Amateur boxing was once — and not that many years ago — one of the most positively recognized and applauded sports in the province.
That high standing has diminished somewhat over time.
Insiders offer plenty of varying reasons why amateur boxing has been passed by other sports in prominence and in producing national- and international-calibre athletes.
One popular explanation is that today’s young athletes, surrounded by so many distractions, including various forms of social media, often don’t have the dedication required to succeed in a sport as demanding as amateur boxing.
Another is that the heavily volunteer-based sport has problems finding enough affordable facilities and qualified personnel to meet its various needs.
And there’s always the constant challenge of gaining proper funding, essential at the level necessary to allow the athletes to travel and develop their talents. It puts them at a disadvantage compared with larger provinces such as Ontario and Quebec, where they have much busier fight schedules because there are more clubs in close proximity to one another.
A proven answer to battling these hurdles is for local clubs to put on their own boxing shows. Some of these cards feature elite fighters, others are heavy on emerging young talent.
Both types of cards serve a purpose.
For example, Warriors Boxing, based in Dartmouth and operated by veteran head coach Kelsey Fraser, will host a 15-bout amateur show March 31 at the Halifax Forum’s Multi-Purpose Centre.
This show, one of three the club plans to host this year, will feature mostly Nova Scotia boxers against New Brunswick boxers.
And it will meet a couple of the crucial goals — giving younger Nova Scotia boxers an opportunity to compete before large crowds and raising much-needed funds.
Fraser’s goal is to include as many Nova Scotia clubs as possible. He said he already has boxers from nine Nova Scotia clubs on this show.
“We have a decent following now,” Fraser said about the Warrior club shows. “I’ve probably done 10 or more. In the past, we’ve brought in teams from Quebec and Ontario. We’ve developed a decent fan base and sponsors.”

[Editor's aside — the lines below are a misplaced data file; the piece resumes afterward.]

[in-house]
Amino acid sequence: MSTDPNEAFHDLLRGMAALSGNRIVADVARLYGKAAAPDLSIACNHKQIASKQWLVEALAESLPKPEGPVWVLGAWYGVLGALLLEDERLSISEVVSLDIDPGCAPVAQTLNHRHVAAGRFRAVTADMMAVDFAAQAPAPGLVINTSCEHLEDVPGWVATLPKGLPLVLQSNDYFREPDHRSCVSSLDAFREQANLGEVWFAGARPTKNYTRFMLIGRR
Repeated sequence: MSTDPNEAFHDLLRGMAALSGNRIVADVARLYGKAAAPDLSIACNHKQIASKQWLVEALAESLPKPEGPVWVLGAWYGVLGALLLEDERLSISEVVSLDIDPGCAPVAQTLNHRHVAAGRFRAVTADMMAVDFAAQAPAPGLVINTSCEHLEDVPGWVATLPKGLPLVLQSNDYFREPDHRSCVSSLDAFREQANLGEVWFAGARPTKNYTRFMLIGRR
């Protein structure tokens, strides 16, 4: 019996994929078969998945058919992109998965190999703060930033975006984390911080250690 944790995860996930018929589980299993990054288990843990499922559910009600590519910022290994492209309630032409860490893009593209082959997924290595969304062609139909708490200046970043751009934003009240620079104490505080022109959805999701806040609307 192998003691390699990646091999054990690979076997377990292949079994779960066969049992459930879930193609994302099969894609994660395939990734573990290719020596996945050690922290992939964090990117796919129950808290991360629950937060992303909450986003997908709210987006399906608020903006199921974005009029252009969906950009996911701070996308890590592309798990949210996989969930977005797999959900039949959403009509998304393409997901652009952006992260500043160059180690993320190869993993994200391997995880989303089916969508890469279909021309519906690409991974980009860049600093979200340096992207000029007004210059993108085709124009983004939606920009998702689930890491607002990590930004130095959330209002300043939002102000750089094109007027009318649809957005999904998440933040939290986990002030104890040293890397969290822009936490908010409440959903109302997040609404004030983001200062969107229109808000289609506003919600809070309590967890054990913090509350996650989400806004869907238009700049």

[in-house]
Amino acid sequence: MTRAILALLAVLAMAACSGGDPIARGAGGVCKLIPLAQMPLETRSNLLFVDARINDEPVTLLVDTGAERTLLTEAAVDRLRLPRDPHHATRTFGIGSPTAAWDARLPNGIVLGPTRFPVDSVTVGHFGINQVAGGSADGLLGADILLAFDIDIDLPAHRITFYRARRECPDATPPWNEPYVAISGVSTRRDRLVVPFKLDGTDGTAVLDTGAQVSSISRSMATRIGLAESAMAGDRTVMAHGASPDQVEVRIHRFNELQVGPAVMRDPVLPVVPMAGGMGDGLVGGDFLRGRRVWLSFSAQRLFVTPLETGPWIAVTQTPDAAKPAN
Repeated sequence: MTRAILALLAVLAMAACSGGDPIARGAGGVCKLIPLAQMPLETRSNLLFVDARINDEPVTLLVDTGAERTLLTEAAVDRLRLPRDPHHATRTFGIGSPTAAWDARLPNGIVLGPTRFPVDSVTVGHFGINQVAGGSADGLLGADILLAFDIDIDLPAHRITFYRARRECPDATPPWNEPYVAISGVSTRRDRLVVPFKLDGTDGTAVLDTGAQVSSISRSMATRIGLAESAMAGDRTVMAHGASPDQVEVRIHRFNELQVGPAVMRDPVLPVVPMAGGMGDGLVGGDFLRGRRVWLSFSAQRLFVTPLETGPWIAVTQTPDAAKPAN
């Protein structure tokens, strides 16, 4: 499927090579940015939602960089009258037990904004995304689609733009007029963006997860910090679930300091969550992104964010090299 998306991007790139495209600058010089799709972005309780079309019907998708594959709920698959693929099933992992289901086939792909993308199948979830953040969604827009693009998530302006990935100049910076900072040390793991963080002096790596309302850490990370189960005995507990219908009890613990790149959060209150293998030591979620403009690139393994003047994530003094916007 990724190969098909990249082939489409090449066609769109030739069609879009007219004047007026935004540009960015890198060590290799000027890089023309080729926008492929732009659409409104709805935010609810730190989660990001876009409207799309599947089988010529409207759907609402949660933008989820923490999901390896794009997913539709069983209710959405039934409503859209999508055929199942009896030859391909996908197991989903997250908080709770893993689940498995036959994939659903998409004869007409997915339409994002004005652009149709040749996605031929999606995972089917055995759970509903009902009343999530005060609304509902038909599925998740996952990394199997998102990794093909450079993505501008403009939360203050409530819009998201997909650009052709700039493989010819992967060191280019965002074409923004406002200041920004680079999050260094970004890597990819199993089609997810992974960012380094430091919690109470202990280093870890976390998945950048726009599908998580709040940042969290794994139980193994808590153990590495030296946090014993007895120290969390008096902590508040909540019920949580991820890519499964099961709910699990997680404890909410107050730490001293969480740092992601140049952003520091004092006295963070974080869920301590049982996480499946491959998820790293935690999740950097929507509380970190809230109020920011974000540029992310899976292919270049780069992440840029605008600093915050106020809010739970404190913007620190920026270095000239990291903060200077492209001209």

The second Warriors show is planned for July. It will be a more elite card, showcasing the best of local boxers against an American team. And a third one is planned for November, with Nova Scotia boxers against Newfoundland’s best.
The hope is that the best known of the Nova Scotia talent, including Olympic prospects such as Kennetcook’s Wyatt Sanford, and Spryfield’s Bianca Paquin, will appear on the larger shows against top competition and help build the gate.
Fraser said the goal is to continue increasing the shows in stature, making them high-profile enough to attract sponsors who can help pay the cost of bringing in quality opponents from the United States and Central Canada. That means top-notch competition for the most prominent of Nova Scotia fighters, which helps to excite boxing fans.
“I want to make it bigger,” said Fraser, who generally attracts a few hundred fans to his cards. “I remember when I was coming up, the Gordons’ shows were packed. I’d like to get my shows in that range.”
That’s an ambitious goal.
The Gordons to whom Fraser refers are the late Taylor Gordon and his son Wayne. The younger Gordon, who has headed Citadel ABC in recent years, is now looking for a new home for his storied club while currently operating out of a facility that he concedes “is an inadequately small space.”
“I have such a passion for the sport that I want to see it come back,” said Gordon, who also serves as provincial coach. “It starts with the amateurs.”
When he lists the impressive emerging talent around the province, he doesn’t include the handful of amateur boxers already on the national radar. His view is that the local future rests with the youngest boxers and he heaps praise on plenty of those he’s scouted from North Sydney to the Annapolis Valley.
Gordon insists the province will continue to develop national-calibre, thanks in large part to the increased co-operation between the Nova Scotia clubs in recent years. He said that sense of working together helps, especially when this region of the country is too often overlooked by the national amateur body — a point he’s made many times in the past.
With Fraser already planning to host three upcoming shows, Gordon feels a responsibility to have Citadel host at least a couple, no doubt built around the availability of his star boxer Sanford whenever possible.
“We have the talent,” said Gordon. “We’re doing things on our own to prepare our boxers, even if Boxing Canada won’t. Our province has a lot of good volunteers; that is what’s keeping the sport together.”
Can amateur boxing here return to the days when it was one of Canada’s hottest markets?
“We’ll get there working together,” said Gordon. “There are tremendous opportunities for our kids.”
Fraser said “the talent is here.”